|Victor Timmer||Catholic organs in Groningen and Drenthe
(the northern Netherlands) around 1850
Het ORGEL 98 (2002), nr. 1, 20-31 [summary]
The Catholic Church manifested itself ever more strongly after the restoration of the episcopal hierarchy in 1853. This article gives a survey of the Catholic organs in the northern provinces of The Netherlands (Groningen and Drenthe) around 1854. Only a few of these organs have survived. Large new churches, changing liturgical demands, and a change of musical taste required different organs.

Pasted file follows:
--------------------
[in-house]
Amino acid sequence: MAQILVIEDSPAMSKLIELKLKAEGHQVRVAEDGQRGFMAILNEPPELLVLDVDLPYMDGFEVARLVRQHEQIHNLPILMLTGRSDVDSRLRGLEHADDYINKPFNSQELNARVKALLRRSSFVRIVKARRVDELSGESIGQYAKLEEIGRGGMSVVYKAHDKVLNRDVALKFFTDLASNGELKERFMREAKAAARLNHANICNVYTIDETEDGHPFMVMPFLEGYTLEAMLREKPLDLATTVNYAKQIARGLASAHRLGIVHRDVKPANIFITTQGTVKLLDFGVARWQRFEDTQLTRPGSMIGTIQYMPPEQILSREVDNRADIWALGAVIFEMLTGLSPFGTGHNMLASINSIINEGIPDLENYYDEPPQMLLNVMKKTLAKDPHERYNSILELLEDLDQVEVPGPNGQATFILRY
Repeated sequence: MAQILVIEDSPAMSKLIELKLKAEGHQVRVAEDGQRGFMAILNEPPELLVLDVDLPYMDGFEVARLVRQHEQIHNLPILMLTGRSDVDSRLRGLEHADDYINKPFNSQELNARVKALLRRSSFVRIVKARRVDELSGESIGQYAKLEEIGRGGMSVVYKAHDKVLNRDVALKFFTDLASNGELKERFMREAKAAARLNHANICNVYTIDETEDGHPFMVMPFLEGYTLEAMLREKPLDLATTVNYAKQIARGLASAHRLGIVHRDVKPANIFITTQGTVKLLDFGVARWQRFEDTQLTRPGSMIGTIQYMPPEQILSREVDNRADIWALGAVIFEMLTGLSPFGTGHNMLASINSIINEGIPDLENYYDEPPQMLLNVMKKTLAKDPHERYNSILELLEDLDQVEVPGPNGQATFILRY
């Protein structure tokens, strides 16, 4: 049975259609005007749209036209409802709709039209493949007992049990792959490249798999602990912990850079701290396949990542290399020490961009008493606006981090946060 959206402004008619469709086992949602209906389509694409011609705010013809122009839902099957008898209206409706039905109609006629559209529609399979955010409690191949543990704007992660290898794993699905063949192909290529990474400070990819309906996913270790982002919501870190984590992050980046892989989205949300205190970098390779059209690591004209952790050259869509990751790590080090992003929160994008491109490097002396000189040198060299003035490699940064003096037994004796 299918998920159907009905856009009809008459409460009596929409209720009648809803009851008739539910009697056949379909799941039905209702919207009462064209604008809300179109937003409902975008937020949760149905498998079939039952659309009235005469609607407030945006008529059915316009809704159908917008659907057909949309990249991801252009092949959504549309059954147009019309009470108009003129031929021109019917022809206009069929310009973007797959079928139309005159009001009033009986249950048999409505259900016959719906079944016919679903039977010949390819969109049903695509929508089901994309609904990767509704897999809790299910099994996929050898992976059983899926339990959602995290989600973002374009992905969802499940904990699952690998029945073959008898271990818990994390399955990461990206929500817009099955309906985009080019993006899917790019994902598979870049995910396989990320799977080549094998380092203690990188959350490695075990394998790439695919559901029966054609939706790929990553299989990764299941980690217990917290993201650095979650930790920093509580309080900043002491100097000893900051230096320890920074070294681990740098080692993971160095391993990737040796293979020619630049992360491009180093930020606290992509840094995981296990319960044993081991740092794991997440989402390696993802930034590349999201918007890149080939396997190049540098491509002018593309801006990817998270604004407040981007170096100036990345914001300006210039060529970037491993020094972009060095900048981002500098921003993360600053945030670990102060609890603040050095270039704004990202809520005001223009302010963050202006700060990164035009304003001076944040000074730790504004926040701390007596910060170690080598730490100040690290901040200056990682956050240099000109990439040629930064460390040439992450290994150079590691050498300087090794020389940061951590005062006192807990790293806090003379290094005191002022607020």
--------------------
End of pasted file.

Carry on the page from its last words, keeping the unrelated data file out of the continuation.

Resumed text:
This is part 1 of the article. The organs that are studied in this part are: Appingedam (H. Nicolaas, probably a Schnitger organ), Assen (H. Maria ten Hemelopneming, an anonymous kabinet-orgel), Bedum (H. Maria ten Hemelopneming, an organ built by Timpe (1819) and maintained by Freytag (from 1838 on)), Coevorden (St.-Willibrordus, a Lindsen organ from about 1850, replaced by a Winkels organ from 1894, which was moved to the new church in 1914 and later rebuilt), Delfzijl (H. Jozef, a cabinet organ) en Den Hoorn (St.-Bonifatius, had around 1800 an organ maintained by Lohman, got a Van Gruisen organ in 1814, which was maintained by Timpe and later by Van Oeckelen and Adema; it was sold in 1927).